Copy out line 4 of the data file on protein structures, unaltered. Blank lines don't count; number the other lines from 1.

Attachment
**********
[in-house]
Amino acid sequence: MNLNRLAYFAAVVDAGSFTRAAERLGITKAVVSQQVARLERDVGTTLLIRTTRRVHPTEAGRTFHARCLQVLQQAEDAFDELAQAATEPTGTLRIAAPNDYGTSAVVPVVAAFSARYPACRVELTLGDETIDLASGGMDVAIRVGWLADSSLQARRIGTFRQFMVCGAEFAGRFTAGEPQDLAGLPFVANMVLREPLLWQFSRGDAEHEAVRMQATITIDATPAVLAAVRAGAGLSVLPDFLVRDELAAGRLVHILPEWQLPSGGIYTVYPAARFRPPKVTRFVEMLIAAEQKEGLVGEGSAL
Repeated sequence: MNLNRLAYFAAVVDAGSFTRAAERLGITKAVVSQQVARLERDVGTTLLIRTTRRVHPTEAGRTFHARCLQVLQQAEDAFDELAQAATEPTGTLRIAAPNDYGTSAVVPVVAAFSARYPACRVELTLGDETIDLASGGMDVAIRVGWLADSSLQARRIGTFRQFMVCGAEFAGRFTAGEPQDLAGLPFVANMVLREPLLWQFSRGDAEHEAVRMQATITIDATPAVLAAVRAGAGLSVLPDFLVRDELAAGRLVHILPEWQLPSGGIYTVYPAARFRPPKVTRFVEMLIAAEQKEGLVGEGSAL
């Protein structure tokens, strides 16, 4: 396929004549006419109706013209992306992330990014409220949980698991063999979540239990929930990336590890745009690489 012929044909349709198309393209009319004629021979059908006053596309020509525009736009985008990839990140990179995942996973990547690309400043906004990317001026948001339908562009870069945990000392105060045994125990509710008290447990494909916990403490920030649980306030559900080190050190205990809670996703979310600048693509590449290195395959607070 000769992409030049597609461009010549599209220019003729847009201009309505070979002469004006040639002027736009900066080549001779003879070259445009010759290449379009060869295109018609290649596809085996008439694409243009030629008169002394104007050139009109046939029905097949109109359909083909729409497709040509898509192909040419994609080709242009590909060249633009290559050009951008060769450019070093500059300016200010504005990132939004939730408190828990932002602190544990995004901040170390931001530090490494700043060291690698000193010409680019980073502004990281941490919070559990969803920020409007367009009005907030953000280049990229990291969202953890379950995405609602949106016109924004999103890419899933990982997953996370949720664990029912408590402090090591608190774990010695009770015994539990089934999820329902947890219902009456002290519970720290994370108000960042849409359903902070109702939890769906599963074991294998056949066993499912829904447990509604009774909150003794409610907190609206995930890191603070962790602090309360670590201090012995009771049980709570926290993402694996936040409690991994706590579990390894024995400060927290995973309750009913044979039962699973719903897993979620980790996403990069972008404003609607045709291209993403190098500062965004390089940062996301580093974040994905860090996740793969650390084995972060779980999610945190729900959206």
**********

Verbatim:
């Protein structure tokens, strides 16, 4: 396929004549006419109706013209992306992330990014409220949980698991063999979540239990929930990336590890745009690489 012929044909349709198309393209009319004629021979059908006053596309020509525009736009985008990839990140990179995942996973990547690309400043906004990317001026948001339908562009870069945990000392105060045994125990509710008290447990494909916990403490920030649980306030559900080190050190205990809670996703979310600048693509590449290195395959607070 000769992409030049597609461009010549599209220019003729847009201009309505070979002469004006040639002027736009900066080549001779003879070259445009010759290449379009060869295109018609290649596809085996008439694409243009030629008169002394104007050139009109046939029905097949109109359909083909729409497709040509898509192909040419994609080709242009590909060249633009290559050009951008060769450019070093500059300016200010504005990132939004939730408190828990932002602190544990995004901040170390931001530090490494700043060291690698000193010409680019980073502004990281941490919070559990969803920020409007367009009005907030953000280049990229990291969202953890379950995405609602949106016109924004999103890419899933990982997953996370949720664990029912408590402090090591608190774990010695009770015994539990089934999820329902947890219902009456002290519970720290994370108000960042849409359903902070109702939890769906599963074991294998056949066993499912829904447990509604009774909150003794409610907190609206995930890191603070962790602090309360670590201090012995009771049980709570926290993402694996936040409690991994706590579990390894024995400060927290995973309750009913044979039962699973719903897993979620980790996403990069972008404003609607045709291209993403190098500062965004390089940062996301580093974040994905860090996740793969650390084995972060779980999610945190729900959206």